Each holiday season before the decorating begins homeowners find themselves confronted with a choice: celebrate with a fresh, real tree, or one that is artificial.
According to an article from the Penn State Extension, the ready-cut Christmas tree industry started in the mid-nineteenth century with trees cut from the forest. Eventually though, tree farmers began to invest seven to 10 years of hard work in order to plant and harvest trees on plantations.
“The planting of trees in plantations began in the early 20th century and increased greatly after World War II. According to the latest Census of Horticultural Specialties  there are currently about 2,700 Christmas tree operations in the United States,” Senior Extension Associate Lynn Kime stated in the article.
One of the few Christmas tree farms serving the local area is the Fetter Tree Farm on East Main Street in Smethport. The farm is owned by Betty Fetter and her husband, Kerry, who said “the area got decent rainfall during the critical months of June and July of the growing season and the trees for sale this season have done really well because of it.”
The most common trees produced on Christmas tree farms are the Fraser fir, Douglas fir and Colorado blue spruce. Other important varieties, depending on regional preferences, include white pine, balsam fir, Scotch pine, white spruce, noble fir, grand fir and Leyland cypress. Betty Fetter related that this season the most sought after tree has been the Fraser fir.
Not only does an initial harvest take seven to 10 years to yield, but tree farming requires intensive planning to produce high-quality Christmas trees. Operations must be taken to nurture the crop and protect it from losses due to theft, rodents, drought, mower damage, poor planting stock, herbicide misapplication, poor shearing, vandalism, insects, fire or diseases. Unless these operations are carried out properly, trees are usually of low quality and cannot be sold on the competitive market — that’s if they survive to be sold.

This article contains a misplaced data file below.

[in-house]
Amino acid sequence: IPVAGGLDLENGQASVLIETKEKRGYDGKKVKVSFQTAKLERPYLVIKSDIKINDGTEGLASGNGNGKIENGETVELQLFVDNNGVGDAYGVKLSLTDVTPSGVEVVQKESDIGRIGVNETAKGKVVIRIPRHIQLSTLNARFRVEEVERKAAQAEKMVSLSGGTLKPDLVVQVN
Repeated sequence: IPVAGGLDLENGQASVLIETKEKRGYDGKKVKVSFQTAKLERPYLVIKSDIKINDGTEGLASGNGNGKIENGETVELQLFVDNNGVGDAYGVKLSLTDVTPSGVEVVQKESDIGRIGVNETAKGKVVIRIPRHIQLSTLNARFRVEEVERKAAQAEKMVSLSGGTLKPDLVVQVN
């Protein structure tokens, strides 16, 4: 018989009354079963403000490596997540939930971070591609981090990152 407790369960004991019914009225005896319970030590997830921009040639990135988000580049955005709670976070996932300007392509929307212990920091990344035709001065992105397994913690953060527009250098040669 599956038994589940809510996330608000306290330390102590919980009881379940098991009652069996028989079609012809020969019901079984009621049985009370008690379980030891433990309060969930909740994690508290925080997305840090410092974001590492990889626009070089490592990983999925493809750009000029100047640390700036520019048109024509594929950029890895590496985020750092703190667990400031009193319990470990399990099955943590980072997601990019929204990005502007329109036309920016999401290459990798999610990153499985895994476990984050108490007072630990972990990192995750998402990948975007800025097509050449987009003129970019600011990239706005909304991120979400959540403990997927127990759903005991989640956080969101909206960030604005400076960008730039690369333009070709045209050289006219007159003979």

Because of the intensive labor of Christmas tree farming, and the unforeseen losses, not every farm can succeed. This is evident in the influx of customers Fetter’s Tree Farm is experiencing this season, as Andersons of Kane is closed, recounted Kerry Fetter.
Growing and marketing Christmas trees is labor intensive and the work may often need to be done under adverse weather conditions. Much of the physical labor, such as shearing, must be completed during the warm summer months. Rain and then snow during the marketing season may mean difficult conditions which can deter retail customers from coming to the farm.
Betty Fetter said the reasoning behind their farm’s hours of operation is to cater to customers.
“We are open Monday through Friday from 1 until 5 p.m. and Saturday and Sunday from 10 a.m. until 5 p.m. Those hours are critical to our operation because at this time of year it gets dark so early. We want our customers to be able to see what they’re getting when walking the farm and choosing a tree, not to mention no one is allowed in the field after 5 p.m. for safety reasons.”
As Betty Fetter explained, it is not only the influx of shoppers from other parts of the county and healthy trees which are lending to a great season thus far, but also the increase in what seems to becoming a new holiday tradition.
“Although our season begins the day after Thanksgiving, in recent years we have had to open one to two weeks before Thanksgiving due to special requests such as for people who are celebrating Christmas at Thanksgiving due to family time constraints. Of course we can always rely on our customers who reserve trees all through September when the leaves begin to change and in October when the weather is really nice,” Betty Fetter said.
After the holidays when fake-tree owners are packing it in for another year, the National Christmas Tree Association reminds live tree customers that they are biodegradable, which means they can be easily reused or recycled for mulch and other purposes.